It sounded as if all the hard-won and expensive gains I’d made over the years from careful component selection and patient assembly of a wiring loom had completely flown out the window. Every aspect of the sound I love from my system was deflated, diminished, rendered flatter and less expansive and more monochrome. This was immediate and unmistakeable; not subtle in the least. My long-suffering wife added to my impression by commenting,
“What happened? Did you break something?”
And indeed, the contrast between with-Stillpoints and without-Stillpoints couldn’t be more stark. My system did sound broken.
Not only had the sound become flat and uninvolving, all the images that used to float free of the speakers were now stuck on and between the two floor-standers. There was no depth and individual images were indistinct and blurry.
It wasn’t just spatial effects that were significantly compromised, the essence of tone, timbre and texture, the signature sounds of individual instruments and voices were degraded without Stillpoints in the system. Instruments were more fuzzy and indistinct, and intelligibility of words and phrases sung softly or in the presence of louder instrumentation was negatively impacted by removing all the Stillpoints. Even timing was affected, with the non-Stillpoint version of my system losing a large part of its ability to portray realistic dynamic contrast and rhythmic drive.
It simply wasn’t fun to listen to music after having enjoyed it so much before this whole experiment began. Being able to suspend disbelief and let myself be drawn into my music is, at the end of the day why I became an audiophile in the first place.
I had expected some changes, and probably not for the better, from removing all the Stillpoints. But honestly I wasn’t prepared for the magnitude of change, let alone the effect this change would have on my emotional involvement with favorite music.
It’s been said before by Roy Gregory and others that the key to extracting the highest performance from any audio system regardless of price range is thorough attention to its foundation, both electrical and the literal mechanical foundation that couples our equipment to the physical world.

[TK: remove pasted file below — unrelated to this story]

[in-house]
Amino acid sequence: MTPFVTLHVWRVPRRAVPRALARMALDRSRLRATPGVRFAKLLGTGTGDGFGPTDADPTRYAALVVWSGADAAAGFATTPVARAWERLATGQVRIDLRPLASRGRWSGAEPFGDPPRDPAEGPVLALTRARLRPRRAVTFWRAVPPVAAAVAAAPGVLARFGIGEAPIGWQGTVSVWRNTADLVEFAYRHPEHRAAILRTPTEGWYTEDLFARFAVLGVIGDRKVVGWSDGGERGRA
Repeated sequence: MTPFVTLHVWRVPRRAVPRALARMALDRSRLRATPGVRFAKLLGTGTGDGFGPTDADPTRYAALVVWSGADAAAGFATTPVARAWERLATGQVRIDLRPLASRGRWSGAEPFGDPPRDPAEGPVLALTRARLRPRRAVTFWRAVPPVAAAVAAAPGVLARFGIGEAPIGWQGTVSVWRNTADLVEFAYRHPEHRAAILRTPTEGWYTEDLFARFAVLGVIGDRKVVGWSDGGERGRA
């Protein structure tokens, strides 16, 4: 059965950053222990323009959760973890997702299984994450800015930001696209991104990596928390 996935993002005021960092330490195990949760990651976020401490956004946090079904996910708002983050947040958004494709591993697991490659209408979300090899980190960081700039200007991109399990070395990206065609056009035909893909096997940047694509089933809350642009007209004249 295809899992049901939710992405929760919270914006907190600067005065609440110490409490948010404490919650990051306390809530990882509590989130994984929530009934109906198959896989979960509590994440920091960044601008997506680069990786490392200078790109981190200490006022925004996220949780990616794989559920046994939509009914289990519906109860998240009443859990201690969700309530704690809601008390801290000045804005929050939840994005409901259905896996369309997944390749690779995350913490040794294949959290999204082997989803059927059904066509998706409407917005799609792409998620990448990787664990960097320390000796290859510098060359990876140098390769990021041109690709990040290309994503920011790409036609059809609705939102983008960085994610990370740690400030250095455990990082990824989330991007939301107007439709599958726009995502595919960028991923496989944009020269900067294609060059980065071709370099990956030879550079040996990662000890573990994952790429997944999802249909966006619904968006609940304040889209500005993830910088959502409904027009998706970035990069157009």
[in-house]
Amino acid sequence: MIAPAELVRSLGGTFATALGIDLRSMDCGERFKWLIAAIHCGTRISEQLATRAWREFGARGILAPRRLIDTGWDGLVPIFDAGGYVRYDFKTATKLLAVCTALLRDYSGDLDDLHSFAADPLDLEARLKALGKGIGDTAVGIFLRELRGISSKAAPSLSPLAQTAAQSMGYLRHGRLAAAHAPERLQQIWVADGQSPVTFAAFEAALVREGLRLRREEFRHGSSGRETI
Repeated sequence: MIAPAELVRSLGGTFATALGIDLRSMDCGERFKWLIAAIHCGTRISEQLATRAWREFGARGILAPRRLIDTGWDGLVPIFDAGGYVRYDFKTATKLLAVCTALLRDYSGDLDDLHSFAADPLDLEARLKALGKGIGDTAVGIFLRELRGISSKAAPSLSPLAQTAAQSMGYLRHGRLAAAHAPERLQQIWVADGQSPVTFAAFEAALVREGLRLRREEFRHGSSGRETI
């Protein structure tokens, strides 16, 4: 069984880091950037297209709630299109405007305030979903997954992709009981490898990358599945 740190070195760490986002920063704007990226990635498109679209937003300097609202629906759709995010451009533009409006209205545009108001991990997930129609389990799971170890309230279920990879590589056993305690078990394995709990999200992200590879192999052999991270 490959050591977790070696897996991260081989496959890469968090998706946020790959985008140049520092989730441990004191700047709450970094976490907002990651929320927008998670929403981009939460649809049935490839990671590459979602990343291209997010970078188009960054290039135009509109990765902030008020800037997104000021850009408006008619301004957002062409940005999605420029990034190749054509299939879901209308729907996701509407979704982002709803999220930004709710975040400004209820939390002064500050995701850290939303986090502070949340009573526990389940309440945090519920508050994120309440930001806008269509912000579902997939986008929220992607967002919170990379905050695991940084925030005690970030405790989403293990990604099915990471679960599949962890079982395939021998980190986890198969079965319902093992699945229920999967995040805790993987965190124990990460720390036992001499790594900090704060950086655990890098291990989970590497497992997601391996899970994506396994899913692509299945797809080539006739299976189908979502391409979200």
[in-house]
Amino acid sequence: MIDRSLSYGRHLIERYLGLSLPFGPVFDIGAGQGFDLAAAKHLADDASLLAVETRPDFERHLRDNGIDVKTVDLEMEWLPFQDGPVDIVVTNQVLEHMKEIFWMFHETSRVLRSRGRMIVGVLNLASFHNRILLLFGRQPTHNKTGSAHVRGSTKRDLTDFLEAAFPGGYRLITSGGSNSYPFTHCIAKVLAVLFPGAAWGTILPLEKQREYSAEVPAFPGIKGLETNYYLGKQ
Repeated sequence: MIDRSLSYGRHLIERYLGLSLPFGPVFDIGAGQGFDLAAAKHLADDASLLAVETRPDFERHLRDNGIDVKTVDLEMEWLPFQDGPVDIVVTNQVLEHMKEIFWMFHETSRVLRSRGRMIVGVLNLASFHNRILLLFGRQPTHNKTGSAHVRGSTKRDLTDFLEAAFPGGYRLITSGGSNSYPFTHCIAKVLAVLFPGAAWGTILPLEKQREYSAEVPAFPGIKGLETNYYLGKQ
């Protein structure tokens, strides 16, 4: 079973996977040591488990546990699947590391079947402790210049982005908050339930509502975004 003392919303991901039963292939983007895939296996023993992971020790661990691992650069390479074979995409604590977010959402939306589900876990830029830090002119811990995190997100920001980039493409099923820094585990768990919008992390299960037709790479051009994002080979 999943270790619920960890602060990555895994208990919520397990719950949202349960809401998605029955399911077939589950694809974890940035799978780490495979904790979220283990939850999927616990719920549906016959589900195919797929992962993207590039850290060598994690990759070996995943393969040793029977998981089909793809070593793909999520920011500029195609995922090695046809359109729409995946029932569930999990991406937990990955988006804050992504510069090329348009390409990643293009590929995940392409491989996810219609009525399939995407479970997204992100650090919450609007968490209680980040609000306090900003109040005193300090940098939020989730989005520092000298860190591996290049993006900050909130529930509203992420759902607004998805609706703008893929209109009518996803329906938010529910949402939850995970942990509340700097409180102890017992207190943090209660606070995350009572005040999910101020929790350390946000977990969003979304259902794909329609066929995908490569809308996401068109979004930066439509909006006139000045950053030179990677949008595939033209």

After hearing the impact that removing Stillpoints from the equation had, I think we do ourselves a disservice by not taking care of these basics before setting off on a quest for the ultimate electronic component.
There is no doubt in my mind that my ability to evaluate and make accurate judgements about the relative performance of two pieces of equipment would be significantly compromised without having Stillpoints addressing vibration and isolation first. As such, they are just as important and arguably more important than the traditional equipment upgrades most audiophiles -- myself included -- think of and budget for. And beyond the purely analytical and evaluative, my feeling is if we strive to have our music elicit an emotional response and involvement in our lives, attention to the underpinnings of our systems takes on an even more important role.
It’s a testament to the genius of Paul W’s designs that they have such a large positive effect on the performance and emotional impact of our music machines, from the earliest versions of his devices to his current state of the art components. My experiment ended up kind of like my first experiment with my tongue and a sub-zero metal handrail -- I won’t do THAT again! Though I suppose I could take all the expensive cables out of my system and wire it back up with OEM power cords and department store interconnect.
But probably not this week!
I hope this was of some interest to folks. I know it was instructive to me.